Lytherus was on hand for all of the big book panels at San Diego Comic Con 2012, and none was bigger than The Crownless Shall Be King: Epic Fantasy Wars for Mainstream panel. To have so much fantasy prowess in one room was a sight to behold, and can be called nothing short of epic.
The panel consisted of Patrick Rothfuss (The Name of the Wind), Christopher Paolini (The Inheritance Cycle), Heather Brewer (Vladimir Tod), Raymond E. Feist (The Magicians), Robin Hobb (The Farseer Trilogy ), Lynn Flewelling (The Nightrunner Series), N. K. Jemisin (The Inheritance Trilogy), Rachel Hartman (Seraphina), and Brandon Sanderson (Mistborn).
Right off the bat the moderator went into a question comparing fantasy and scifi, asking if they thought writing epic fantasy took more or less work than the other. The panelists were asked to answer individually, but the answers had similar themes. There’s lots of research that goes into these types of books, but only a small percentage of the knowledge gained ends up in the books. And that research involved things liked playing with bokkens and making chainmail. But work smart, not hard, when it comes to research; find what makes work as effortless as possible. Of course, any good book needs to be character driven, regardless of where it lies.
The second question was a really good one for this panel: how do you keep track of all of the sub-plots and keep them organized? There were lots of wiki references, and also the repetitiveness or re-reading the books a hundred times for editing. Robin Hobb talked about how any time she adds a new word she puts it in a glossary with the definition and a sample of a few sentences as a reference point to help her remember things. Rachel Hartman mentioned passive experience, things in her life that she’s absorbed that have come out in her writing. Beta readers and OCD friends were mentioned by Rothfuss, which brought out the chuckles, but the best answer was from Brandon Sanderson, who said he googles himself, which of course cracked up the entire audience. Feist went off on an interesting tangent, talking about how when he’s stuck, he’ll often watch TV and an idea will come to him. He also gave some writing tips: 1) Give the reader someone to root for, and 2) If there is no action, then there are talking heads filling in. If talking, make sure they have something to say!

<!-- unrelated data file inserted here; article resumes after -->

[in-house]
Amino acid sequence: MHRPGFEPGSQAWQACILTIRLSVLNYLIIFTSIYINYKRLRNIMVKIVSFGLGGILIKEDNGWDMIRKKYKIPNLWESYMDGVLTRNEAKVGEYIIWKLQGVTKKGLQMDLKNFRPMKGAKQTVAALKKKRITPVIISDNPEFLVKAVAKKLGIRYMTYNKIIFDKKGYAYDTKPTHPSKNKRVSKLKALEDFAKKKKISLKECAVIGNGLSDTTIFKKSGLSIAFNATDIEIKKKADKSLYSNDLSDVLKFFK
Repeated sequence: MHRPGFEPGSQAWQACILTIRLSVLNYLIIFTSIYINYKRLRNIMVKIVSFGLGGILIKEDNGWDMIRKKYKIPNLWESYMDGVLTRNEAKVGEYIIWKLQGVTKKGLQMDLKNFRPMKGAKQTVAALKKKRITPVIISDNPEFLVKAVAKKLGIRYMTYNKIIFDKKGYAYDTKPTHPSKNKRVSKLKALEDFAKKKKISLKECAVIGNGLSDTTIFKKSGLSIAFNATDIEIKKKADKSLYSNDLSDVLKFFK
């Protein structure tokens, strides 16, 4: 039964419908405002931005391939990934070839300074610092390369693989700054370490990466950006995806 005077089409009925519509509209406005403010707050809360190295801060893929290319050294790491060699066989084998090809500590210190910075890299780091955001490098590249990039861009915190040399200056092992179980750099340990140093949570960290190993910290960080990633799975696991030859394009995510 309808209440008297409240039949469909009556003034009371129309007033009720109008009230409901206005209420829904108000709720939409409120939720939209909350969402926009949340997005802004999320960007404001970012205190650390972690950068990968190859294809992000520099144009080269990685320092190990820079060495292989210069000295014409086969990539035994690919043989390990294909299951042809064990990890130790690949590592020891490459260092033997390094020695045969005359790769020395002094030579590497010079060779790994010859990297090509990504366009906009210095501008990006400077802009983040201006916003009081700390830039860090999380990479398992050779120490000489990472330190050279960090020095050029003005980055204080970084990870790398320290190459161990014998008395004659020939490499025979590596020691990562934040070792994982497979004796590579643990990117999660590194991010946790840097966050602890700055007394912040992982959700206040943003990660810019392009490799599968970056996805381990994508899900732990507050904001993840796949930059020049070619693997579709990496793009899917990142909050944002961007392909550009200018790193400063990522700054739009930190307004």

The last question for the panel before the audience Q & A was the simple one of which character was their favorite to write? A lot of the authors said their main characters, or whomever they were writing about at the moment. But some, not surprisingly, said that the villains were the most fun to write as they get to wreck havoc on the world. Feist said that he enjoys subtle characters the most, and Paolini mentioned loving writing from a dragon’s point of view. Brandon Sanderson again tore the audience to pieces when he said it was a character in an Eragon/The Name of the Wind/other-fantasies-I-can’t-remember mix, and that it’s going to be called Fifty Shades of the Wind.
One of the fans in the Q&A line pointed out that the panel was supposed to be about epic fantasy, and it wasn’t discussed, but overall it was great to hear what these amazing, inspirational, and influential writers of epic fantasy had to say. Did I miss the discussion of gore and killing and wars fought over centuries? Not one bit.